| 12.7°C Belfast

Chernobyl residue found in Belarusian milk


Farmer Nikolai Chubenok stands near cows in the village of Gubarevichi, on land just 45 kilometres north of the Chernobyl nuclear power plant (AP)

Farmer Nikolai Chubenok stands near cows in the village of Gubarevichi, on land just 45 kilometres north of the Chernobyl nuclear power plant (AP)

Farmer Nikolai Chubenok stands near cows in the village of Gubarevichi, on land just 45 kilometres north of the Chernobyl nuclear power plant (AP)

Belarusian milk has been found to contain a radioactive isotope at levels 10 times above the nation's food safety limits.

The samples came from farmer Nikolau Chubenok's cows close to the country's Chernobyl exclusion zone, just down the road from signs warning "Stop! Radiation".

The finding on the eve of the 30th anniversary of the world's worst nuclear accident indicates how fallout from the April 26 1986 explosion at the plant in neighbouring Ukraine continues to affect life in Belarus.

However, many people living along the edge of the Polesie Radioecological Reserve, a 2,200-square-kilometre (850-square-mile) ghost landscape of 470 evacuated villages and towns, show little regard for the potentially cancer-causing isotopes still to be found in the soil.

Farmers suggest the lack of mutations and other glaring health problems mean Chernobyl's troubles can be consigned to history.

"There is no danger. How can you be afraid of radiation?" said Mr Chubenok, who since 2014 has produced milk from his farm just 45 kilometres (28 miles) north of the Chernobyl site.

Mr Chubenok said he hopes to double his herd size and start producing farmhouse cheese on site.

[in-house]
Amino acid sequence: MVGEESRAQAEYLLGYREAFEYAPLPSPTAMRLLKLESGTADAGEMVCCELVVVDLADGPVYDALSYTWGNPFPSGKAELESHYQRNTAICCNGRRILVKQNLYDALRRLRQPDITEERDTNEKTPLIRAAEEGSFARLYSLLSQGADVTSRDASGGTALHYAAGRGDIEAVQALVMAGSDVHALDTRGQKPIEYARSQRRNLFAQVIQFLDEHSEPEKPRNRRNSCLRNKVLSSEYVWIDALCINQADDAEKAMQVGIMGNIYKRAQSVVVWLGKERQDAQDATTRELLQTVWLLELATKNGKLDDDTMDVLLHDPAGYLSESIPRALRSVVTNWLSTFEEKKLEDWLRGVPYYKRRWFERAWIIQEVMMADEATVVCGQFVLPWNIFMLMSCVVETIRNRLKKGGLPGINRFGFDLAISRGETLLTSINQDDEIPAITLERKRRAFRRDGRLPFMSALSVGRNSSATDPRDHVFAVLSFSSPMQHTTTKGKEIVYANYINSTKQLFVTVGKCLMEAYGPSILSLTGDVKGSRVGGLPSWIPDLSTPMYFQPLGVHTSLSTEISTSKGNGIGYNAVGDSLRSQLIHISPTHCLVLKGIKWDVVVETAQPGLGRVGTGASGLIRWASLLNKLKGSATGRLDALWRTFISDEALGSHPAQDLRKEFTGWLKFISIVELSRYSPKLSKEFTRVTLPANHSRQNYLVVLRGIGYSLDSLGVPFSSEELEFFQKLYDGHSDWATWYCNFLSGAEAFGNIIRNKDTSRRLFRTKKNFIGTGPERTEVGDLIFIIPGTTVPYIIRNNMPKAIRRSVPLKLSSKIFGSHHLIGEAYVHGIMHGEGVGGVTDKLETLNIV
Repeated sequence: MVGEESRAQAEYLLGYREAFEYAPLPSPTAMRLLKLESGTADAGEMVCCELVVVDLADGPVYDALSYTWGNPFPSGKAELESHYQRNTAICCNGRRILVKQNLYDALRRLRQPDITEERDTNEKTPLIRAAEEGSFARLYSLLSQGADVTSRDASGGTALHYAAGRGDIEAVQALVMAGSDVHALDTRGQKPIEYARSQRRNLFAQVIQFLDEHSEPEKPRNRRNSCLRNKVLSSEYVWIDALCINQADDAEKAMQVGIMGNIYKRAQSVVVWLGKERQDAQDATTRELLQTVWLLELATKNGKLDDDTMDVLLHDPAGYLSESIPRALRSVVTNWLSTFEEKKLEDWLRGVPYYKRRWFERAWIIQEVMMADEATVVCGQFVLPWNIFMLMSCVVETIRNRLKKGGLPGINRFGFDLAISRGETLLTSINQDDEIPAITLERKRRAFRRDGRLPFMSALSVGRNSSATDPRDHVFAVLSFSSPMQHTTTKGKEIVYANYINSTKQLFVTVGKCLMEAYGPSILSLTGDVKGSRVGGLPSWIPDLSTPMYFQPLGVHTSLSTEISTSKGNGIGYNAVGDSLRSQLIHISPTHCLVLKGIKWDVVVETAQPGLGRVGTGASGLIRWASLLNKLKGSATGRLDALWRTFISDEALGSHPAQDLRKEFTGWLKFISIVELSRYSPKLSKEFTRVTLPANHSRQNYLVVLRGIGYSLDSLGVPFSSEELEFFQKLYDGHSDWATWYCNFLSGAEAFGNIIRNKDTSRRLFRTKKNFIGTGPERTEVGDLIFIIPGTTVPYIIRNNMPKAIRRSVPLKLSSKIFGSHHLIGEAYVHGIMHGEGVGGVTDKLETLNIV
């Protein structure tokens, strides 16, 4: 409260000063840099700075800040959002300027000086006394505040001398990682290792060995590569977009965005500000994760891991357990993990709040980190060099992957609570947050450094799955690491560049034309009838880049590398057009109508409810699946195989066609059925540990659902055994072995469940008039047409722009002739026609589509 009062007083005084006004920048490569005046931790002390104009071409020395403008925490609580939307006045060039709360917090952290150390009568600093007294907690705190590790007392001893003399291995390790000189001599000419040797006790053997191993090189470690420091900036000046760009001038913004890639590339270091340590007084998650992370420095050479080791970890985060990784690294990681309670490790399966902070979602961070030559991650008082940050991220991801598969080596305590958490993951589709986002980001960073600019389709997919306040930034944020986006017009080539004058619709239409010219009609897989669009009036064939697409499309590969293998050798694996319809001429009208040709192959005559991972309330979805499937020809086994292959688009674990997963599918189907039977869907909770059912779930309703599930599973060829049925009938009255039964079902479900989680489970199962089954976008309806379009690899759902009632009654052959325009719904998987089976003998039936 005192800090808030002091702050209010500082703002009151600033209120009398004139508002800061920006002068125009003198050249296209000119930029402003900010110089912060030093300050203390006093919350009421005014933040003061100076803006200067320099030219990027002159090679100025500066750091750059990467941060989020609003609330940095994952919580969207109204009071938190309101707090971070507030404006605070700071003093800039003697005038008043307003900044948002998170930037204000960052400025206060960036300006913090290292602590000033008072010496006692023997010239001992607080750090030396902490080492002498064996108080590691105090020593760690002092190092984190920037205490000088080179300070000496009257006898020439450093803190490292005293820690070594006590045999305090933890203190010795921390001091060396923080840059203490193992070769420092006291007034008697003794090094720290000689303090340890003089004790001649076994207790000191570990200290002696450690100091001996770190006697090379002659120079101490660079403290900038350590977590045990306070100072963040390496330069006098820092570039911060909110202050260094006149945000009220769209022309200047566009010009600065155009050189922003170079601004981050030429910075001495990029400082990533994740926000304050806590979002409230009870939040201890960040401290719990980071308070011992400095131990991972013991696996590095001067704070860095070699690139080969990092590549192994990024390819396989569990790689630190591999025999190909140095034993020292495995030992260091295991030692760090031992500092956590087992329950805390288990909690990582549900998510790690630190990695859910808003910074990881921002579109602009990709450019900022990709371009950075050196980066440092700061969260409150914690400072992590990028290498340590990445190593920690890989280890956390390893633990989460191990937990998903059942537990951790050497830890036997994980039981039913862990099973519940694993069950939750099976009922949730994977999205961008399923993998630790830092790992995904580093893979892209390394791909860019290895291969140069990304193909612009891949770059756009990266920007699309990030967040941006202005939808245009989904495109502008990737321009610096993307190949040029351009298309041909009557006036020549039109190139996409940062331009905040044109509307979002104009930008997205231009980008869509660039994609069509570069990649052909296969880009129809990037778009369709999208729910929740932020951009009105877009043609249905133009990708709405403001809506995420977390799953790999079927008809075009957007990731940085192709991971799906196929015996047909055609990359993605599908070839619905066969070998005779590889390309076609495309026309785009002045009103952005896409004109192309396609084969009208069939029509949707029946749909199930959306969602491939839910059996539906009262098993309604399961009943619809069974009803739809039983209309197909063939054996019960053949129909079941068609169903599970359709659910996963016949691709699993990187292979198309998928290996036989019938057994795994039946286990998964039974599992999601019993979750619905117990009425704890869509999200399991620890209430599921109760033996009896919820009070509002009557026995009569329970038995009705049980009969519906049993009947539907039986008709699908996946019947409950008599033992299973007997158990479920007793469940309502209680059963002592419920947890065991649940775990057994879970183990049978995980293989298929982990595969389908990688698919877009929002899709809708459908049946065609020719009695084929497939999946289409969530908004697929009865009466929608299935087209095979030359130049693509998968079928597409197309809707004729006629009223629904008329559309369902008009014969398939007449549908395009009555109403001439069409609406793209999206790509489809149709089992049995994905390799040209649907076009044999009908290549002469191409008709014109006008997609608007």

His milk is part of dairy factory Milkavita's supply chain for making Polesskiye brand cheese, about 90% of which is sold in Russia, the rest domestically.

Milkavita called the findings of the Associated Press-commissioned lab finding "impossible".

Factory officials insisted their own tests show their milk supply contains traces of radioactive isotopes well below safety limits.

Since rising to power in 1994, Belarusian president Alexander Lukashenko, the former director of a state-owned farm, has stopped resettlement programmes for people living near the mandatory exclusion zone.

Instead, he has developed a long-term plan to raze empty villages and reclaim the land for crops and livestock.

The Chernobyl explosion meant 138,000 Belarusians closest to the plant had to be resettled, while 200,000 others living nearby left voluntarily.

Dr Yuri Bandazhevsky, one of the most prominent medical critics of the government's approach to safeguarding the public from Chernobyl fallout, was removed as director of a Belarusian research institute and imprisoned in 2001 on corruption charges that international rights groups branded politically motivated.

Since his 2005 parole he has resumed his research into Chernobyl-related cancers with EU sponsorship.

Dr Bandazhevsky, now based in Ukraine, said he has no doubt that Belarus is failing to protect citizens from carcinogens in the food supply.

"We have a disaster," he told the AP in the Ukrainian capital Kiev.

"In Belarus, there is no protection of the population from radiation exposure. On the contrary, the government is trying to persuade people not to pay attention to radiation, and food is grown in contaminated areas and sent to all points in the country."